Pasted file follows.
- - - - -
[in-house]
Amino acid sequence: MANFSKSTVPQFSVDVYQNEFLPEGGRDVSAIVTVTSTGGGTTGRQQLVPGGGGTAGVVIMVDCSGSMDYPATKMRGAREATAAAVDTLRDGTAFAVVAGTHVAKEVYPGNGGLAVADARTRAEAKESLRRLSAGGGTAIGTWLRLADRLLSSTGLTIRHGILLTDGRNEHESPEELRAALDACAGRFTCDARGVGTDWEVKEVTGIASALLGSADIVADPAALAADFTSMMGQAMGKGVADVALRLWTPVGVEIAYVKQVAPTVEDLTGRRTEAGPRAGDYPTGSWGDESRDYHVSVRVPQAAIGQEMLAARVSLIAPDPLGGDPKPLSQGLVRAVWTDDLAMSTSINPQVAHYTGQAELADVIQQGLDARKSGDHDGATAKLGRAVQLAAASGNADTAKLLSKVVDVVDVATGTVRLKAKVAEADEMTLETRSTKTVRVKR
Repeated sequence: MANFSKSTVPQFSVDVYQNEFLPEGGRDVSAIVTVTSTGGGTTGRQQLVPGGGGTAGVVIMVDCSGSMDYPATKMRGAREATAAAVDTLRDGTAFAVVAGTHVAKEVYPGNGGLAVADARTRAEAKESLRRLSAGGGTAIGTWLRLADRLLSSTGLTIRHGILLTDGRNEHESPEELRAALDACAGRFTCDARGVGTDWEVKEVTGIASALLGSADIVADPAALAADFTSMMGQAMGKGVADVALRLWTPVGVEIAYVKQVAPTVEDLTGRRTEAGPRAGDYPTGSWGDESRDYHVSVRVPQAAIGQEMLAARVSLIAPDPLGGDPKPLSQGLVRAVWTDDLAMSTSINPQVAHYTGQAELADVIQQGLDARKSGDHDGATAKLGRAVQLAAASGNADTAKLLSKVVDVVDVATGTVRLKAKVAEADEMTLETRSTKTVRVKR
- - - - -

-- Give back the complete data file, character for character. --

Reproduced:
[in-house]
Amino acid sequence: MANFSKSTVPQFSVDVYQNEFLPEGGRDVSAIVTVTSTGGGTTGRQQLVPGGGGTAGVVIMVDCSGSMDYPATKMRGAREATAAAVDTLRDGTAFAVVAGTHVAKEVYPGNGGLAVADARTRAEAKESLRRLSAGGGTAIGTWLRLADRLLSSTGLTIRHGILLTDGRNEHESPEELRAALDACAGRFTCDARGVGTDWEVKEVTGIASALLGSADIVADPAALAADFTSMMGQAMGKGVADVALRLWTPVGVEIAYVKQVAPTVEDLTGRRTEAGPRAGDYPTGSWGDESRDYHVSVRVPQAAIGQEMLAARVSLIAPDPLGGDPKPLSQGLVRAVWTDDLAMSTSINPQVAHYTGQAELADVIQQGLDARKSGDHDGATAKLGRAVQLAAASGNADTAKLLSKVVDVVDVATGTVRLKAKVAEADEMTLETRSTKTVRVKR
Repeated sequence: MANFSKSTVPQFSVDVYQNEFLPEGGRDVSAIVTVTSTGGGTTGRQQLVPGGGGTAGVVIMVDCSGSMDYPATKMRGAREATAAAVDTLRDGTAFAVVAGTHVAKEVYPGNGGLAVADARTRAEAKESLRRLSAGGGTAIGTWLRLADRLLSSTGLTIRHGILLTDGRNEHESPEELRAALDACAGRFTCDARGVGTDWEVKEVTGIASALLGSADIVADPAALAADFTSMMGQAMGKGVADVALRLWTPVGVEIAYVKQVAPTVEDLTGRRTEAGPRAGDYPTGSWGDESRDYHVSVRVPQAAIGQEMLAARVSLIAPDPLGGDPKPLSQGLVRAVWTDDLAMSTSINPQVAHYTGQAELADVIQQGLDARKSGDHDGATAKLGRAVQLAAASGNADTAKLLSKVVDVVDVATGTVRLKAKVAEADEMTLETRSTKTVRVKR